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Those driving around Roe and 95th should prepare to slow down for schoolchildren

In this file photo, a Prairie Village police officer issued a ticket to a student for not wearing a seatbelt near the intersection of 77th Street and Fontana. The department will soon be at full force.
In this file photo, a Prairie Village police officer issued a ticket to a student for not wearing a seatbelt near the intersection of 77th Street and Fontana. The department will soon be at full force. The Kansas City Star

Morning commuters traveling through the intersection of 95th Street and Roe Avenue in northeast Johnson County will need to be prepared to slow down beginning this fall.

The Prairie Village City Council on Tuesday voted to create a new reduced speed school zone at the intersection to protect students walking to and from nearby Trailwood Elementary School.

The speed limit for the area around the intersection will go from 35 miles per hour to 25 miles per hour during morning and afternoon hours when children will be walking.

The council also agreed to hire a crossing guard to help children walking across 95th Street. The position will be temporary with the city reevaluating the speed zone after one year.

Prairie Village Police Chief Tim Schwartzkopf said the previous crossing guard at the intersection was phased out at the end of the 2010-2011 school year after it was determined there were not enough students walking to school to make the program feasible.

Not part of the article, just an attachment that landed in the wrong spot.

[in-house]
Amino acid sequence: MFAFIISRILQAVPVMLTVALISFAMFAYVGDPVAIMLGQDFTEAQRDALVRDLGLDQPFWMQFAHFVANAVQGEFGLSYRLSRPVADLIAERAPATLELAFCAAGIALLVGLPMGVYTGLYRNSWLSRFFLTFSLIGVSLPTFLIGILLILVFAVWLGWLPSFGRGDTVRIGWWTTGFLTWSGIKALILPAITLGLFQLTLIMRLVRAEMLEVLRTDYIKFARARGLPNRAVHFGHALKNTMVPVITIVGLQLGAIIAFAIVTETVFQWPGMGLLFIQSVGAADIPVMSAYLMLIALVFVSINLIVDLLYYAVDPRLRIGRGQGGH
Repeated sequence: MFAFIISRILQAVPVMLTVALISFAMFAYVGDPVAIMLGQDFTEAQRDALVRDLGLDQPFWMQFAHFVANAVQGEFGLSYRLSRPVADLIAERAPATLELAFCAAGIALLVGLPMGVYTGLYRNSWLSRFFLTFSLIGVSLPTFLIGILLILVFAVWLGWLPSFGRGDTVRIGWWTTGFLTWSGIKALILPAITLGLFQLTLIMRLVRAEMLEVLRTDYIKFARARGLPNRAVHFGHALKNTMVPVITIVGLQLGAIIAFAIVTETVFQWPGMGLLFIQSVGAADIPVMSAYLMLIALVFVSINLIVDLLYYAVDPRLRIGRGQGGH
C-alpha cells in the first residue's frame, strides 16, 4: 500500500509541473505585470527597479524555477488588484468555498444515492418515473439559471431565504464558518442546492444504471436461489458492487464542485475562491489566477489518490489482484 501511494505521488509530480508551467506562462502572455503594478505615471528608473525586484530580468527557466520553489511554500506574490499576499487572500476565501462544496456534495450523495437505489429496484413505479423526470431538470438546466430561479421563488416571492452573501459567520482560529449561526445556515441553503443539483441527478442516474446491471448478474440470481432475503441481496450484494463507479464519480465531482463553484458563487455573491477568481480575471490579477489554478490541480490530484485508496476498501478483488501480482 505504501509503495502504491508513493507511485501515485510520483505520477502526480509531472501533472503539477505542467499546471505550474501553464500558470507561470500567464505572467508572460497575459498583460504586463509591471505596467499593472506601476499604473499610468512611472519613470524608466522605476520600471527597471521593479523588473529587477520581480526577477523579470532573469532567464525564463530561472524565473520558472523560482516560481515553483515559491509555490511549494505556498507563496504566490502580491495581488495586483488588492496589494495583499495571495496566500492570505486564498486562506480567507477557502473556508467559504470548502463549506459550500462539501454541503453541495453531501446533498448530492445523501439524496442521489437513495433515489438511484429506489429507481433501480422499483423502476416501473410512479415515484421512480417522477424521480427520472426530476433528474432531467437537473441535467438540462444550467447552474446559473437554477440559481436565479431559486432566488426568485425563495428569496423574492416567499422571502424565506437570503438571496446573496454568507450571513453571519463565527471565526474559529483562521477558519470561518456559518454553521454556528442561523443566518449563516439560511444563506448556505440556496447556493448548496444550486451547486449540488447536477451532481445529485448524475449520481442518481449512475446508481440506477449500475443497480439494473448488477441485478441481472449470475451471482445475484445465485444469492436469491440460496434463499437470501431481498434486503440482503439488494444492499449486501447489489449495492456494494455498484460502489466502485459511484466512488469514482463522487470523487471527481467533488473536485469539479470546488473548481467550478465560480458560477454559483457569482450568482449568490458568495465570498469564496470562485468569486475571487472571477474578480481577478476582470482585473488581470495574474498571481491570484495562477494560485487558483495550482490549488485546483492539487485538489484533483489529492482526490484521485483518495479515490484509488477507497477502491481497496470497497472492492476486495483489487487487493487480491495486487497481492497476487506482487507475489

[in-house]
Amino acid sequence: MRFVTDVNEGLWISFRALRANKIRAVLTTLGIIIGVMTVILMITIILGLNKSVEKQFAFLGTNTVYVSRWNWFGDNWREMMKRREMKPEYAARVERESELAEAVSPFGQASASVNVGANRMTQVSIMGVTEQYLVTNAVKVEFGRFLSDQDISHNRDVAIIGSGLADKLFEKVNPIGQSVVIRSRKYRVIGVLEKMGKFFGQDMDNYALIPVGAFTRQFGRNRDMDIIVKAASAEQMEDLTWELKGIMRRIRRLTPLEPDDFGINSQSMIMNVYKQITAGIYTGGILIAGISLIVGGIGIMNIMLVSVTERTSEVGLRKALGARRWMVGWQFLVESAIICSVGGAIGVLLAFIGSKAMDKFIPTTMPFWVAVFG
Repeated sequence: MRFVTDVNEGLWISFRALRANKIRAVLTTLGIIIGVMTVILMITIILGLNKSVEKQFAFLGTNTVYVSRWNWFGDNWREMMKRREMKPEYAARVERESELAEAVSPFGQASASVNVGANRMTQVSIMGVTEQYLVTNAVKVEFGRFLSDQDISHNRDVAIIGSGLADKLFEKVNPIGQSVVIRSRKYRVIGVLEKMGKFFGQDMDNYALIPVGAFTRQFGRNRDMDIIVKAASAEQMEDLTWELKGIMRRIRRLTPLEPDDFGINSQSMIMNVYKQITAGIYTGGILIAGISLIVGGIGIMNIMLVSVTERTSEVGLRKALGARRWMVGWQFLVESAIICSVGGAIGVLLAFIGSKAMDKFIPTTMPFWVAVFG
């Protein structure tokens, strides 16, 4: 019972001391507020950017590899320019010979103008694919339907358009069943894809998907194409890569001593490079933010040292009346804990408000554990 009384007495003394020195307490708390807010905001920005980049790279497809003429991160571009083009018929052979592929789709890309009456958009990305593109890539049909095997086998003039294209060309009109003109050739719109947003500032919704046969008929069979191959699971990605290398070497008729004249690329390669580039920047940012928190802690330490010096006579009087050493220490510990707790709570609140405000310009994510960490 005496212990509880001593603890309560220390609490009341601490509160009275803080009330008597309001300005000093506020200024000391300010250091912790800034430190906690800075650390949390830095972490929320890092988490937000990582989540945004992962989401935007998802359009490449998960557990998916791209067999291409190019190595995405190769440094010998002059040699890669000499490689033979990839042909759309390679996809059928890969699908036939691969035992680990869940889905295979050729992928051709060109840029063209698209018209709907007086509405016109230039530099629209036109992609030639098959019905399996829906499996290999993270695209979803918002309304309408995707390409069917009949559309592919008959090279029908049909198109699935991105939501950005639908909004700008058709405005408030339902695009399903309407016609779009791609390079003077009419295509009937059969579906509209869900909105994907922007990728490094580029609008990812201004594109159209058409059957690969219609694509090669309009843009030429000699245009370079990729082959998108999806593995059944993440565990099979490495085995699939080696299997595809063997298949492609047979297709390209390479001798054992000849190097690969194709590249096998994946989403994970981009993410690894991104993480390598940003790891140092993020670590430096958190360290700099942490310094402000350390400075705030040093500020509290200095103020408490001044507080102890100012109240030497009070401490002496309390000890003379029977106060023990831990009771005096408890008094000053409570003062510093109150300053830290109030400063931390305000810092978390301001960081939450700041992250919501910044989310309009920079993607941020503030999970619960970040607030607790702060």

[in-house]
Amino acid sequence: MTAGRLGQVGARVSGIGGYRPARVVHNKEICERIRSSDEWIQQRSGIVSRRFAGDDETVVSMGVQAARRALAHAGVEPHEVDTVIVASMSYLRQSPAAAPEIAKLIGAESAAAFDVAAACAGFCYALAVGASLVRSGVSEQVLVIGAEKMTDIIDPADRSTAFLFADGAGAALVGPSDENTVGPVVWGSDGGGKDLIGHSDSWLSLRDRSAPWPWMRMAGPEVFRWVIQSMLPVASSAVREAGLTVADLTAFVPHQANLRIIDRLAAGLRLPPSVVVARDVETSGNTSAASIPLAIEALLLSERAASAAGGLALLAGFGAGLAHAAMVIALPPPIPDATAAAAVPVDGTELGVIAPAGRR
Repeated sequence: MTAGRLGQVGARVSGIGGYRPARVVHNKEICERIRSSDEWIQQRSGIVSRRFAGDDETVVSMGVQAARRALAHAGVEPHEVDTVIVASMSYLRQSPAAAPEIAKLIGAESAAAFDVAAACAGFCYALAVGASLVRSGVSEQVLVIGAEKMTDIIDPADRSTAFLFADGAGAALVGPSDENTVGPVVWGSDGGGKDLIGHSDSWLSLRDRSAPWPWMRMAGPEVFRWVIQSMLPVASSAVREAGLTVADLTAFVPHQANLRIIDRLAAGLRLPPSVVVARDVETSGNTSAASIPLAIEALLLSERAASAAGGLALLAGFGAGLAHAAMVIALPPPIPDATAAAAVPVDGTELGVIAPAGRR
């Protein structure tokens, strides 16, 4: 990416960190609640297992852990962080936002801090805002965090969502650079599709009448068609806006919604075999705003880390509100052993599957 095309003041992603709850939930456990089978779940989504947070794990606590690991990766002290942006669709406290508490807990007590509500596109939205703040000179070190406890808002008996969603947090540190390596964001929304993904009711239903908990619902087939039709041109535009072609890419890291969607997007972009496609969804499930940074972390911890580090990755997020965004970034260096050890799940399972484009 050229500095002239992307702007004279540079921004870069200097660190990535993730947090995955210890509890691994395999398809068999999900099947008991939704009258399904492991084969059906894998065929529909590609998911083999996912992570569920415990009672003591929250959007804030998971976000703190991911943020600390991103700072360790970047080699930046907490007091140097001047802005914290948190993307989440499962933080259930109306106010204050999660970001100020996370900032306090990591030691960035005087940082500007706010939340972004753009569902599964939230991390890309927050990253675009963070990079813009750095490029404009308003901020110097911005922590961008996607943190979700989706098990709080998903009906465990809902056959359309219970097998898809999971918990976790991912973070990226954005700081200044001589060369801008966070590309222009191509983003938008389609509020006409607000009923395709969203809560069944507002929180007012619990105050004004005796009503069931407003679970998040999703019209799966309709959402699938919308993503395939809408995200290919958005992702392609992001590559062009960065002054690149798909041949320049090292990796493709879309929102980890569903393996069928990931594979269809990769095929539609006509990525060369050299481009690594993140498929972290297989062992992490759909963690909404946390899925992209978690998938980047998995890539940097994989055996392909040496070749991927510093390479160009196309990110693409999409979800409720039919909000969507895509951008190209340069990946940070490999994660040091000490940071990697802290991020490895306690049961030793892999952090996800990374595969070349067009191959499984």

He said that after a number of recent meetings at Trailwood involving residents, it was determined to try reintroducing the safety procedures.

“Parents say the demographics have changed,” he said, later adding, “Everyone that was in these meetings understood that if the walkers are not there, the crossing guard will be eliminated.”

He said at least 15 students a day must use the crosswalk to keep the program viable.

The city of Overland Park, which shares jurisdiction for the area, is expected to split the costs of the crossing guard and adding signs, beacons and pavement markings.

Schwartzkopf said the Overland Park City Council is scheduled to vote on the zone Aug. 20.

In other business, Schwartzkopf told the council his department should be up to full employment next month after struggling for several years, like many law enforcement agencies, to attract and retain officers, often having to operate shorthanded.

He said the department has three officers in training and will add five in August, bringing total employment to 48, although those trainees must still graduate from the police academy. Schwartzkopf said it will be the largest incoming class to new officer trainees for the department since 1995.

“It is a good place to be,” he said. “I am cautiously optimistic.”

David Twiddy: dtwiddy913@gmail.com

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